We need good people to come here from all over the world, not cartels selling drugs. And we need to be able to talk about the issues honestly, without slipping into racist generalizations or, conversely, being falsely accused of them.

    The Crucial Data

    Here is some vital data, in a few charts based on official sources (the Drug Enforcement Administration, Centers for Disease Control, and so on). To see a more complete report, go to the 2016 National Drug Threat Assessment (here) It is painful reading, but it is essential for an informed debate on these issues, which range from drug treatment to sanctuary cities.

    The increasing use has led to increasing deaths, not only because “regular” heroin is deadly but because it is increasingly dosed with lethal opioids, particularly fentanyl.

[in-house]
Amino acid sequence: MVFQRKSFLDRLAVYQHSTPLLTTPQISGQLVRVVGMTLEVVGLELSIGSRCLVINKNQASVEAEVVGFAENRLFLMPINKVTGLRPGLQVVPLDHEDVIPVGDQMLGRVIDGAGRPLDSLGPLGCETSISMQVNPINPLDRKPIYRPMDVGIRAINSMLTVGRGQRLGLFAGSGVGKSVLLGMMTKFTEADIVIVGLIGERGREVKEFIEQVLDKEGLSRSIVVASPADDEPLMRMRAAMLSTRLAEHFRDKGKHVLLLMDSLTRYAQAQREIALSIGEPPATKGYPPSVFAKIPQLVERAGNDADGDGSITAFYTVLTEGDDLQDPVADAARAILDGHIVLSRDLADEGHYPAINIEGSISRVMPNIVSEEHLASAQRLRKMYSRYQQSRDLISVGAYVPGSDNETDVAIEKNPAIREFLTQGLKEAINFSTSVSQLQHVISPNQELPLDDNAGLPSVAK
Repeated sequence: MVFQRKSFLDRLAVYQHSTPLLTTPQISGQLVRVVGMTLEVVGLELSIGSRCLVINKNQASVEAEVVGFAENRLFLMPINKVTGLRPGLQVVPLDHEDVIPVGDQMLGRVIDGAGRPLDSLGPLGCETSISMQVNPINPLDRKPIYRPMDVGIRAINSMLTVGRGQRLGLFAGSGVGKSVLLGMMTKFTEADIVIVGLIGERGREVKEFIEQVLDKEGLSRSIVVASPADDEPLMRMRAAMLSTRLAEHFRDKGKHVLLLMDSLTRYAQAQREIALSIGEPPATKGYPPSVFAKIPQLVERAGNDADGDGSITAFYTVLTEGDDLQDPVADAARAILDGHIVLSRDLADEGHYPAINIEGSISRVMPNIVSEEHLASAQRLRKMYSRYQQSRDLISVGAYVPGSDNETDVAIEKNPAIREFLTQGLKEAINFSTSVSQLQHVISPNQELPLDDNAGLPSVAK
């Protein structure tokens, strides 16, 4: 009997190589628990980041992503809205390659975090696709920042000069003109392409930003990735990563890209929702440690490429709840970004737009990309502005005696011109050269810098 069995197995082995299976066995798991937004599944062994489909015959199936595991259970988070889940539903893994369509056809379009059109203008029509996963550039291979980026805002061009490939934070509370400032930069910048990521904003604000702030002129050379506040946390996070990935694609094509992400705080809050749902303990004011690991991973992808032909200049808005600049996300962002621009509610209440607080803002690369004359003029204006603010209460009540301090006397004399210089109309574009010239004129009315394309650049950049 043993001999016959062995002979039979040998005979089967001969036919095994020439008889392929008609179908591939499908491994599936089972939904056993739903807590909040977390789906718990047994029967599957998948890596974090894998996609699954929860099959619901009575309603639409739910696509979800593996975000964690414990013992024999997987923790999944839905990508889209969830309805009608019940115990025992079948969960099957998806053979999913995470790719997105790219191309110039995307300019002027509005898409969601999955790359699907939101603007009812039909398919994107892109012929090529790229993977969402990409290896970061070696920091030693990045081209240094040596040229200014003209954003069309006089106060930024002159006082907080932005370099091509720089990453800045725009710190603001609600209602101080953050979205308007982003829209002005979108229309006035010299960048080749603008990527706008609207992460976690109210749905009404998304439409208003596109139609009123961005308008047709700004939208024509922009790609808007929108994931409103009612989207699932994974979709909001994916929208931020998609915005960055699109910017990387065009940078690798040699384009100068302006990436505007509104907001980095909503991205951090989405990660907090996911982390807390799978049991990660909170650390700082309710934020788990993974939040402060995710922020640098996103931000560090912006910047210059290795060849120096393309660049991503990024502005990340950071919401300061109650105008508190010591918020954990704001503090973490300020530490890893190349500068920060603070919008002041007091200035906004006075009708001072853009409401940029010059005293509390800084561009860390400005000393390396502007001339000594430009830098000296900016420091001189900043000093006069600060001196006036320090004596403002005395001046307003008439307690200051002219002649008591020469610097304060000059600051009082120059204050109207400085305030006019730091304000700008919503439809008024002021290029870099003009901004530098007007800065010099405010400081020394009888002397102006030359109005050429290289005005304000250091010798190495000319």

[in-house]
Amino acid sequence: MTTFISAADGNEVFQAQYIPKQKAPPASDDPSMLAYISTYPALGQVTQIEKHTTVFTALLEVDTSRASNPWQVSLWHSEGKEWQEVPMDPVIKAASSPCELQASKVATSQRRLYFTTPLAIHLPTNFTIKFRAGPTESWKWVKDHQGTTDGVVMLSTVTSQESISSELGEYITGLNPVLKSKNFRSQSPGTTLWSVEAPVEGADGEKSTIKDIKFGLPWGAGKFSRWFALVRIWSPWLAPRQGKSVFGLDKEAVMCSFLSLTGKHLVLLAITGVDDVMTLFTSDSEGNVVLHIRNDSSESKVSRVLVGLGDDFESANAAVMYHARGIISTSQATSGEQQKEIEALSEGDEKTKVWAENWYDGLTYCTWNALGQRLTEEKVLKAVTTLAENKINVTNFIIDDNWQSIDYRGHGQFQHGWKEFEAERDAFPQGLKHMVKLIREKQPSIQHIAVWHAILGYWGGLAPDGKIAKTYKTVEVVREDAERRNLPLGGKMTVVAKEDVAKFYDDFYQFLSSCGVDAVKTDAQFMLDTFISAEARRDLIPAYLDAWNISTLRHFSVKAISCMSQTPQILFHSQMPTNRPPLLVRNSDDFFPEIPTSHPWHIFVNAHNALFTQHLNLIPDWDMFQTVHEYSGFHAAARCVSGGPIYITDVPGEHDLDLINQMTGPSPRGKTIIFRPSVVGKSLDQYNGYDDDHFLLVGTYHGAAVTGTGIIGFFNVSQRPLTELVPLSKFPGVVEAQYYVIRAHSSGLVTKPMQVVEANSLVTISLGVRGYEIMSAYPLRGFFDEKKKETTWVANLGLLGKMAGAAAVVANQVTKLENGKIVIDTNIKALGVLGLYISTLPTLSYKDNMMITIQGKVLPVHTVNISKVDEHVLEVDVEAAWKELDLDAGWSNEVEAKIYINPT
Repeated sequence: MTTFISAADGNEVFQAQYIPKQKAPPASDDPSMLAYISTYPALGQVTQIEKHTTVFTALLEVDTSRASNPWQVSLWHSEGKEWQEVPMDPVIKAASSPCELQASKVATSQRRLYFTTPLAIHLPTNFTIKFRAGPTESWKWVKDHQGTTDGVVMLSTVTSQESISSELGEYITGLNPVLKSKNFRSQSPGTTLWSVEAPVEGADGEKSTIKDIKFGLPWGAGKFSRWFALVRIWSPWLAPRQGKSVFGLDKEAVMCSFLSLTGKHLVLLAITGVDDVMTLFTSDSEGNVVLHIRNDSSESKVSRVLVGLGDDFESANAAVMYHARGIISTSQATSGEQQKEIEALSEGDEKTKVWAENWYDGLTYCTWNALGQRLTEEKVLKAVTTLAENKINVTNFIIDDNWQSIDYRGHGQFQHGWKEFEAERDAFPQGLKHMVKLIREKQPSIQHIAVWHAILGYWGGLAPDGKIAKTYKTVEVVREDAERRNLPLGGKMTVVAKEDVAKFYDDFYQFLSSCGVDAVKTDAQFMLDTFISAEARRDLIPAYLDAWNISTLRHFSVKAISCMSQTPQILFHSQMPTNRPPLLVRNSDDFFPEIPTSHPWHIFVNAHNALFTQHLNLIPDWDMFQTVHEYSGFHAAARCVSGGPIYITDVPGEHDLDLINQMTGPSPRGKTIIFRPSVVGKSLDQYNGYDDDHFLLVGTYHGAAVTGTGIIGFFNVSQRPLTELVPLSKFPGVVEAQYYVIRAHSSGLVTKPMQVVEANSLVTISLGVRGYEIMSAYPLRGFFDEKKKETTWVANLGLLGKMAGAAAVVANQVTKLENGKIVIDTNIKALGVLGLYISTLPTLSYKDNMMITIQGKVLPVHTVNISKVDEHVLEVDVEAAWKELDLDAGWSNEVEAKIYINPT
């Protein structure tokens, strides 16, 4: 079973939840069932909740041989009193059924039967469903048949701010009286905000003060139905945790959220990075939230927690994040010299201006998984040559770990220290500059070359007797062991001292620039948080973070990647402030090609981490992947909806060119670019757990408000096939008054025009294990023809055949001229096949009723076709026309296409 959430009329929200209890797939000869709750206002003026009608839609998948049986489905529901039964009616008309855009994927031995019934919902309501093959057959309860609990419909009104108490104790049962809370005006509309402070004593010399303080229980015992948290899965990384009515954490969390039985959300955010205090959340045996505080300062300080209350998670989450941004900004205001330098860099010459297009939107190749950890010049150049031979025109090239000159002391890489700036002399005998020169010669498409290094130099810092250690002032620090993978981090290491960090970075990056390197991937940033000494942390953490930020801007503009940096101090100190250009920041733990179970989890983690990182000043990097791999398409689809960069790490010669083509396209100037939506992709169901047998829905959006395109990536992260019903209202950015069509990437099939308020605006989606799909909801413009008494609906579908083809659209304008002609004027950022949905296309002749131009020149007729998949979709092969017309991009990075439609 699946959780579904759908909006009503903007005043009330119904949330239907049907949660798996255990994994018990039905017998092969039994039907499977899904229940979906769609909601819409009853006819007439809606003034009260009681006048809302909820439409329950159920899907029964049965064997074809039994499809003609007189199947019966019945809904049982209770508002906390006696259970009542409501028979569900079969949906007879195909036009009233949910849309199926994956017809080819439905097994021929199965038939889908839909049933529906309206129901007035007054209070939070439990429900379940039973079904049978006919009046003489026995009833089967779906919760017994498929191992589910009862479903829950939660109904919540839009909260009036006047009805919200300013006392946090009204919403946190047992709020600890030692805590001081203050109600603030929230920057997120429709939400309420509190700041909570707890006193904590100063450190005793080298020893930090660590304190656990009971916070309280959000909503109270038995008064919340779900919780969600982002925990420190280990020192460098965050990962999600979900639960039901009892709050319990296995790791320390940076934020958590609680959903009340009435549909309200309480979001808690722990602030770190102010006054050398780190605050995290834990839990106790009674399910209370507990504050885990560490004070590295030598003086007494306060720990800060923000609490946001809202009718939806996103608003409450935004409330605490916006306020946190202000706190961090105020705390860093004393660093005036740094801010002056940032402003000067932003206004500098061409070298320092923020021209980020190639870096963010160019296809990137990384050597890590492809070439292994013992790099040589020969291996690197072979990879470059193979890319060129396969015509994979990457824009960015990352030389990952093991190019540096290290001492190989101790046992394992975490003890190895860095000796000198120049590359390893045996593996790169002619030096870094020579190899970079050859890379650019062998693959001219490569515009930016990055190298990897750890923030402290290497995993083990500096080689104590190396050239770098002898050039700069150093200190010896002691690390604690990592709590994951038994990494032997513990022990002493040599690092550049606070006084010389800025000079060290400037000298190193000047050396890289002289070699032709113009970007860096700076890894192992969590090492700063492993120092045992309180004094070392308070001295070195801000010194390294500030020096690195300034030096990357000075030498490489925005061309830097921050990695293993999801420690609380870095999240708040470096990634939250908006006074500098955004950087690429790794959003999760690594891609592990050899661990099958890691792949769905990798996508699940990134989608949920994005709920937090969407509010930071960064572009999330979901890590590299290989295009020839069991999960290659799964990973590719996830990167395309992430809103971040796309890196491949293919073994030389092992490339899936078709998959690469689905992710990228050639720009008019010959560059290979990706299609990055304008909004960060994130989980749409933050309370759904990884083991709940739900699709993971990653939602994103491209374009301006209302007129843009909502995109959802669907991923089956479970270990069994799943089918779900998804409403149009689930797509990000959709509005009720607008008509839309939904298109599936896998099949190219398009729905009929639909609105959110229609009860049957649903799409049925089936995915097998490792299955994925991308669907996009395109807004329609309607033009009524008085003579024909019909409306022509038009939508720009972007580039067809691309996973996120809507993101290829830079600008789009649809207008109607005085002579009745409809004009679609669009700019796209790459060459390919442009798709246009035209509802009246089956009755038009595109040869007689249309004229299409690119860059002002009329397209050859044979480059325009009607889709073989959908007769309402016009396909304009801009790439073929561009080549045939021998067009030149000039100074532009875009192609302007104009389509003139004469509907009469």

While violent deaths from other sources are steady or declining, those from drug poisoning are rising.

    The “demand side” is obviously an internal US problem.

    The “supply side” are gangs who bring the drugs in, mainly from Mexico.

    It’s not just heroin coming across the southern border. It’s also cocaine, mostly from Columbia.

    The fentanyls come from legitimate drug manufacturers, who products are channeled into illegal uses, and, increasingly, from China. Some is smuggled directly into the US. Some comes across the US border after being shipped through Mexico or Canada.

    There are a number of competing Latin American gangs who sell these drugs, as the data from Texas clearly show.

    But no one should think these gangs are limited to border regions. They have spread out across the United States. Rooting them out is, quite rightly, a high-priority issue.

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    Thank you to Marcia Sukenik Weiss, whose thoughtful comments prompted this outline of the epidemic.